For the public to immediately recognize a brands logo or image they must be exposed to it over and over. Thus, the need for advertising. Repeated exposure is often referred to as branding.
Studies show that we prefer recognizable brands. In fact, this was proven with MRI scans and logos. Strong recognition activates the areas of our brains associated with positive emotions.
Once you feel that you “know” a brand, you’re more likely to buy from them, even if their products are more expensive. You put more trust in brands you know as well.
Our article on understanding psychology as it relates to advertising wouldn’t be complete without talking about conditioning. This marketing principle is widely used on and offline.
When you relate one thing to another automatically, you’re experiencing the conditioning effect. Car companies often use this technique in their advertising.
For example, they present an ad that shows a car driven by a young, successful man. Viewers come to associate that model of car with youth and success.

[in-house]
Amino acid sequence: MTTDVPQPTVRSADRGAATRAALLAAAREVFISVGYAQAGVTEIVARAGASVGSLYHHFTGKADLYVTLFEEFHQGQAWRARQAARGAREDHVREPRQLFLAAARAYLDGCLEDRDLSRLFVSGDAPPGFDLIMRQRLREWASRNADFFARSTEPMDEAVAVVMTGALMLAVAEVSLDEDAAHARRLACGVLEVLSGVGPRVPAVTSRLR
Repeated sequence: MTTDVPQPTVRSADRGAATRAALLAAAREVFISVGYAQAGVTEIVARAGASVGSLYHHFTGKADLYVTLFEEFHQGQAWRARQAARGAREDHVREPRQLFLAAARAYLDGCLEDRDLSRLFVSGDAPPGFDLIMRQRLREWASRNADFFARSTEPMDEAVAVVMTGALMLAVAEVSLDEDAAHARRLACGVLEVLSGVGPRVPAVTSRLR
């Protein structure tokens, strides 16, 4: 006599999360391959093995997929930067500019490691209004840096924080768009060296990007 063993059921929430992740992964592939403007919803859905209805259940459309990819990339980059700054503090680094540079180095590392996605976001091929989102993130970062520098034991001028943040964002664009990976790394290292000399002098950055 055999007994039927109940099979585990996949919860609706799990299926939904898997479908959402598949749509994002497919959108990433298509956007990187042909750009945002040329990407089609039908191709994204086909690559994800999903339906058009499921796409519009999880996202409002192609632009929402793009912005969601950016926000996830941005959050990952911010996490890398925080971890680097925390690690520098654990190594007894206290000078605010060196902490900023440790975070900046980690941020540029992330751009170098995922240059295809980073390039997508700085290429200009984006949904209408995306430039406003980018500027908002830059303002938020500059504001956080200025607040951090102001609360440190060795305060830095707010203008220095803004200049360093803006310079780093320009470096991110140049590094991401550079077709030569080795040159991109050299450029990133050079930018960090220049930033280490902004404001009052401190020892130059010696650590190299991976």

The same thing happens when a celebrity endorses a product. The public associates that product with celebrity status.
Understanding Psychology in Color
Color is another persuasion method. Businesses use color to influence appetite, change moods, and alter public perception.
Up to 90% of impulsive buying decisions are based on color. Who knew that color could have such a significant influence on purchases?
Men and women are persuaded by colors differently, although both prefer blue. Products that are gender specific aim for gender preferred colors.
Understanding psychology of color is easy. Here are some examples. We’ll show their subconscious meanings and the companies that use them in their logos.